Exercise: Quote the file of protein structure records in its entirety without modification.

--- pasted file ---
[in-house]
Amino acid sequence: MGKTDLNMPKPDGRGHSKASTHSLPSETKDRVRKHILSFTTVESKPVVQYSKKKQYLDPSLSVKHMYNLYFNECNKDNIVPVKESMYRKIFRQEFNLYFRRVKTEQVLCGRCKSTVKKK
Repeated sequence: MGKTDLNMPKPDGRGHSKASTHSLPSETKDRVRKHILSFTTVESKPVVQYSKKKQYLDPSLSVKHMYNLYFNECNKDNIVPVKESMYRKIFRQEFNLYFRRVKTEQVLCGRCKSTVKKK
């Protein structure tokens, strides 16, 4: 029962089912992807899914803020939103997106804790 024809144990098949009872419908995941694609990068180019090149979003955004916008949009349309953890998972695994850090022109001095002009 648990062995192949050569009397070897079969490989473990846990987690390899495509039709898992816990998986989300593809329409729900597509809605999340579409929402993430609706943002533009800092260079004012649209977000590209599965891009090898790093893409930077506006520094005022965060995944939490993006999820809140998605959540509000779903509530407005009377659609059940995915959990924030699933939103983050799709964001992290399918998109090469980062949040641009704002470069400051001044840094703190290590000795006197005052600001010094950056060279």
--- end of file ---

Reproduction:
[in-house]
Amino acid sequence: MGKTDLNMPKPDGRGHSKASTHSLPSETKDRVRKHILSFTTVESKPVVQYSKKKQYLDPSLSVKHMYNLYFNECNKDNIVPVKESMYRKIFRQEFNLYFRRVKTEQVLCGRCKSTVKKK
Repeated sequence: MGKTDLNMPKPDGRGHSKASTHSLPSETKDRVRKHILSFTTVESKPVVQYSKKKQYLDPSLSVKHMYNLYFNECNKDNIVPVKESMYRKIFRQEFNLYFRRVKTEQVLCGRCKSTVKKK
């Protein structure tokens, strides 16, 4: 029962089912992807899914803020939103997106804790 024809144990098949009872419908995941694609990068180019090149979003955004916008949009349309953890998972695994850090022109001095002009 648990062995192949050569009397070897079969490989473990846990987690390899495509039709898992816990998986989300593809329409729900597509809605999340579409929402993430609706943002533009800092260079004012649209977000590209599965891009090898790093893409930077506006520094005022965060995944939490993006999820809140998605959540509000779903509530407005009377659609059940995915959990924030699933939103983050799709964001992290399918998109090469980062949040641009704002470069400051001044840094703190290590000795006197005052600001010094950056060279």